It is possible to be truthful, kind to yourself and others and still say NO.
By the way I don’t always say NO, I have just made it a habit to check in with myself to make sure I am only saying YES to things that I can manage to deliver well and keep my own balance of health, family and work.
In my last blog “Just say No” I spoke about the freedom and joy saying no more often can bring, I promised to write another one on ways to say NO to the things that drain your energy, time and take you away from the things that matter to you.
I wanted to follow that up with some practical ways you can practice this more in your life at work and at home.
In my experience some of the reasons people (me included) say YES way too much are:
- Afraid of what people think of them if they don’t
- Want to be liked (people pleasing)
- Feel guilty for saying no
- Value others more than themselves
- Fear of letting someone down
None of those things are bad things in moderation, but when saying YES too much takes over your life and leads you to exhaustion, overwhelm, when you start to miss out on the relationships closest to you because you have too much on your plate for other people, then it is perhaps time to start saying NO more often.
TIP: Cop outs lead to more pain, and you only have to deal with it later, some cop outs may sound like:
- I will think about it, but you never get back to them, you leave them hanging
- I might be interested, but you have no intention of being interested so you just have to say NO later and you drag it out for both sides
- Maybe, when there is no maybe, you are just avoiding saying NO, ditto above
Making up a lie as to why you can’t, just say NO, it is kinder and living with integrity frees you from more guilt.
It is always better to be compassionately honest, the other person will appreciate it even if NO is not what they wanted to hear.
Saying NO strategy ideas (this is what works for me and others I have worked with, feel free to pick and choose your own strategy)
Extra requests on time:
When someone asks you to do something, more work, a new project, volunteer to contribute for something or run an event…etc, but you know you have heaps on your plate.
First thing I do, is I take a breath and ask myself these questions:
- Will saying YES mean that other things will suffer including my health and energy?
- Could this be done by someone else (not always my responsibility to find that person either)?
- Am I only saying YES because I think I ‘should’ or are afraid of what people will think if I say NO?
Give yourself time to process and give the answer that honours your time and energy best
If I feel my issue is saying YES because I am on the spot, I may ask nicely to think about it and get back to them, BUT I will always get back to them, otherwise you risk appearing rude and unreliable.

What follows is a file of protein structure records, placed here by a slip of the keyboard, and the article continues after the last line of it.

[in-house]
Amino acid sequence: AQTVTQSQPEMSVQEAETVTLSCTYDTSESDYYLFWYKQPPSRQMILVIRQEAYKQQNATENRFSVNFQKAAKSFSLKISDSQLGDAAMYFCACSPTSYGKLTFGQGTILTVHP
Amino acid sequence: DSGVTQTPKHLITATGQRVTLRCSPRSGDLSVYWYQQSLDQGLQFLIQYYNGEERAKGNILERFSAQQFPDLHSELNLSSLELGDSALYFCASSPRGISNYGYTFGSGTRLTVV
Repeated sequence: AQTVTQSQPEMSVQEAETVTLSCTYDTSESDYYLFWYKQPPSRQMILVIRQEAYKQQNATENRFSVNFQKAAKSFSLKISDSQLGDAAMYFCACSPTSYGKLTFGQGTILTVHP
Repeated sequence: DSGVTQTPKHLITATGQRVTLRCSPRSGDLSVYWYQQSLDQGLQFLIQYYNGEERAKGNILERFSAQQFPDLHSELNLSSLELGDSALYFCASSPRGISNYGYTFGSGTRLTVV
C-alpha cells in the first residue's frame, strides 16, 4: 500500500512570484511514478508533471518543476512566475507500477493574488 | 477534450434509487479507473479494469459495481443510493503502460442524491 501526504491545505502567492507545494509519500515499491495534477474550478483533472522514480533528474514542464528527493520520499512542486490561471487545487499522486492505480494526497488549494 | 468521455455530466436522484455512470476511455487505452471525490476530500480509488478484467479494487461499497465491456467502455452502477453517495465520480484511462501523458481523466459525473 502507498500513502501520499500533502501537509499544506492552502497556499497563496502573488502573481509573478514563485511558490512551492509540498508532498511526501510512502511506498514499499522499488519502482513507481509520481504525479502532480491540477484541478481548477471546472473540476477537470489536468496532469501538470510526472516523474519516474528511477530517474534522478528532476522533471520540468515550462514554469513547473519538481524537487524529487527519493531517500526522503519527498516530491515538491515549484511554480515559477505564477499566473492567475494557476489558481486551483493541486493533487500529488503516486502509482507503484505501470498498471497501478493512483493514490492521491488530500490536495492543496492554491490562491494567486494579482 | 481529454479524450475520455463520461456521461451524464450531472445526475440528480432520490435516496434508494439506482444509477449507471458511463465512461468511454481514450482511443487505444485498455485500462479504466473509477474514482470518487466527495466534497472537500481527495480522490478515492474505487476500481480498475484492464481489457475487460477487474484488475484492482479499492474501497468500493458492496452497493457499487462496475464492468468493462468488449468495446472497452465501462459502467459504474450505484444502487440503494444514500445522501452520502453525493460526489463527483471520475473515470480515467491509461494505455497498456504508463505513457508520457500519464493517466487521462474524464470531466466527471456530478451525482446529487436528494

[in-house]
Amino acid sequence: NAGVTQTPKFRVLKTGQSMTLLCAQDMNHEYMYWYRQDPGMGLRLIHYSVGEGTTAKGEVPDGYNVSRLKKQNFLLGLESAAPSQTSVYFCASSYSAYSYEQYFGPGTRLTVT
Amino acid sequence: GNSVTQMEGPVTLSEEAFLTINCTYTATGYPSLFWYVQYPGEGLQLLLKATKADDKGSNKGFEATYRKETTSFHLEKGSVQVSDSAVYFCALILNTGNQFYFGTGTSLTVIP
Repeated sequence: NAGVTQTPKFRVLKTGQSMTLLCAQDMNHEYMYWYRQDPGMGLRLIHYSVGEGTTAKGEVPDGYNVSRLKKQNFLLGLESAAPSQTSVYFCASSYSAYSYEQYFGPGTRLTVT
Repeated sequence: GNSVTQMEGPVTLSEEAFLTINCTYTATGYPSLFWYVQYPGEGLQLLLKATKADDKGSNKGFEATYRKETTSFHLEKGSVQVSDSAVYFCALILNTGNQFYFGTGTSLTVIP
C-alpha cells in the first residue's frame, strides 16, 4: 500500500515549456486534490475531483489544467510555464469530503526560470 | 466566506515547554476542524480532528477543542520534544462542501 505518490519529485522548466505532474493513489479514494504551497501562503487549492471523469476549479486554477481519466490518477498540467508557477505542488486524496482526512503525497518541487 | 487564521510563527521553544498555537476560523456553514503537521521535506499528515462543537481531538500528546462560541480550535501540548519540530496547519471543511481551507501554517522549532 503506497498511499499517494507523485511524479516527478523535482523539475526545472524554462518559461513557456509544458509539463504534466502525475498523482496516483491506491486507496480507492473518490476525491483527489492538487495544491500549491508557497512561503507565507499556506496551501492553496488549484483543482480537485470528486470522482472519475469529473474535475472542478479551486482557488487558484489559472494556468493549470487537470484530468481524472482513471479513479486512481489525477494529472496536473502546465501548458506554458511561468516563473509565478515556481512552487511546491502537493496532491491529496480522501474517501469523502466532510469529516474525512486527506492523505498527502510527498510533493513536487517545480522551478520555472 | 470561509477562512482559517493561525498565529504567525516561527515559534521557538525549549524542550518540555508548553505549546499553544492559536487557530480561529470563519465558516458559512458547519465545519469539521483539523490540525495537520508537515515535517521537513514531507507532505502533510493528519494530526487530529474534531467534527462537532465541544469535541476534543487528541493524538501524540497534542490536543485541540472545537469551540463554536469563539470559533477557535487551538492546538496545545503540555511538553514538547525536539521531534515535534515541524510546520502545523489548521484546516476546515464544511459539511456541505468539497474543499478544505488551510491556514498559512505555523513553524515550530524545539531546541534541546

If I need to get back to them to say NO then I will do the following:
When thinking about how to land something with someone, I try to think about how I would like it said to me, that mostly helps – unless you are a ‘blunt’ person and ok with people being blunt, remember not everyone is OK with that, you may need to learn to put a little fluff around the word for relationship sake.
My goal is to clearly decline, so there is no maybe, I might be keen, if I know I am not, then I just have to deal with it later again and give false hope, and to maintain a good relationship with the person ie. Not cause offense, pain or too much inconvenience.
The first few examples have no explanation, you can learn to say NO without big justification, the person probably just wants a yes or a no anyway, not your life story, but if you are starting out on this journey it may be easier for you to practice by adding a small line at the end, it is for your benefit really, just to ease your guilt and help you to believe you have the right to say NO, but it can work like a ‘crutch’ for a while, so you can become more familiar with saying NO.
- Thank you for thinking of me for this XXXXXX unfortunately I am unable to take this on for you.
- I am flattered you thought of asking me, thanks, however I can’t fit it in right now.
- I will not be able to complete this in the time frame you’re are asking, sorry.
A bit more fluff for those who need it:
- Thank you for thinking of me for this XXXXXX unfortunately I am unable to take this on for you, due to family/work commitments.
- I am flattered you thought of asking me, thanks, however I can’t fit it in right now. My diary is full, and I wouldn’t do the project justice.
- My plate is really quite full right now, I would prefer someone else took this on, so it gets done in the time frame you are asking.
General lead ins for saying NO – the lead in is the way to start the sentence
- Thanks for thinking of me, however…..
- I appreciate you have a gap, however
- Thank you for asking, but
- Your charity sounds fantastic, however
- Thank you for taking the time to explain to me, however/but
Followed by ways to say NO nicely
- I am unable to fit it in right now
- I am unable to take this on for you
- No thank you
- Thank you, but no
- I donate to other charities and am at my capacity
- I am at capacity right now sorry
- Sorry but I am unable to help you right now
- Sorry I can’t help you
This topic can grow, and sometimes lead to people understanding they have a bigger issue with setting boundaries and taking care of themselves than just saying NO more often.
As a communication coach I help people with these strategies, I would be happy to answer any questions you have, feel free to get in touch.
Be brave, be honest, and honour yourself